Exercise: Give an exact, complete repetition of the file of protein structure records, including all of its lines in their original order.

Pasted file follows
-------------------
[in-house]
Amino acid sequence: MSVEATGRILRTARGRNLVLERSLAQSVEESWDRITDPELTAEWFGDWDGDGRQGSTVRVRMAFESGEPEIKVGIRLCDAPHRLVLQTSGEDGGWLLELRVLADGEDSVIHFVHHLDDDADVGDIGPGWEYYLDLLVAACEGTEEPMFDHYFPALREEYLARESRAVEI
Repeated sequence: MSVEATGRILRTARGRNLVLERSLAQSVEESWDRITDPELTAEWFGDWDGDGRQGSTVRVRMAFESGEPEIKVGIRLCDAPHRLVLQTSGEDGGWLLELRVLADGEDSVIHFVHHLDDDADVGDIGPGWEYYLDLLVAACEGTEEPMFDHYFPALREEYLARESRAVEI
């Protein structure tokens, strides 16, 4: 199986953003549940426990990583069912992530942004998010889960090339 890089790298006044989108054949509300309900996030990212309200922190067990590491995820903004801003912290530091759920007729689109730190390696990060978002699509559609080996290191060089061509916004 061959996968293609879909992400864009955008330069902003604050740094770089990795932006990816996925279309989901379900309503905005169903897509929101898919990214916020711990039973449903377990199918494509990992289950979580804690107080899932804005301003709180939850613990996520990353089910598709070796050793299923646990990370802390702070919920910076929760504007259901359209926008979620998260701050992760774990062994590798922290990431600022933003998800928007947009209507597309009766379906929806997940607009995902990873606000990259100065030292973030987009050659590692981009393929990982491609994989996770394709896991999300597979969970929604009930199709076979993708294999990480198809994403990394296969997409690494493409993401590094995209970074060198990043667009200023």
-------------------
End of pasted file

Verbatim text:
[in-house]
Amino acid sequence: MSVEATGRILRTARGRNLVLERSLAQSVEESWDRITDPELTAEWFGDWDGDGRQGSTVRVRMAFESGEPEIKVGIRLCDAPHRLVLQTSGEDGGWLLELRVLADGEDSVIHFVHHLDDDADVGDIGPGWEYYLDLLVAACEGTEEPMFDHYFPALREEYLARESRAVEI
Repeated sequence: MSVEATGRILRTARGRNLVLERSLAQSVEESWDRITDPELTAEWFGDWDGDGRQGSTVRVRMAFESGEPEIKVGIRLCDAPHRLVLQTSGEDGGWLLELRVLADGEDSVIHFVHHLDDDADVGDIGPGWEYYLDLLVAACEGTEEPMFDHYFPALREEYLARESRAVEI
């Protein structure tokens, strides 16, 4: 199986953003549940426990990583069912992530942004998010889960090339 890089790298006044989108054949509300309900996030990212309200922190067990590491995820903004801003912290530091759920007729689109730190390696990060978002699509559609080996290191060089061509916004 061959996968293609879909992400864009955008330069902003604050740094770089990795932006990816996925279309989901379900309503905005169903897509929101898919990214916020711990039973449903377990199918494509990992289950979580804690107080899932804005301003709180939850613990996520990353089910598709070796050793299923646990990370802390702070919920910076929760504007259901359209926008979620998260701050992760774990062994590798922290990431600022933003998800928007947009209507597309009766379906929806997940607009995902990873606000990259100065030292973030987009050659590692981009393929990982491609994989996770394709896991999300597979969970929604009930199709076979993708294999990480198809994403990394296969997409690494493409993401590094995209970074060198990043667009200023």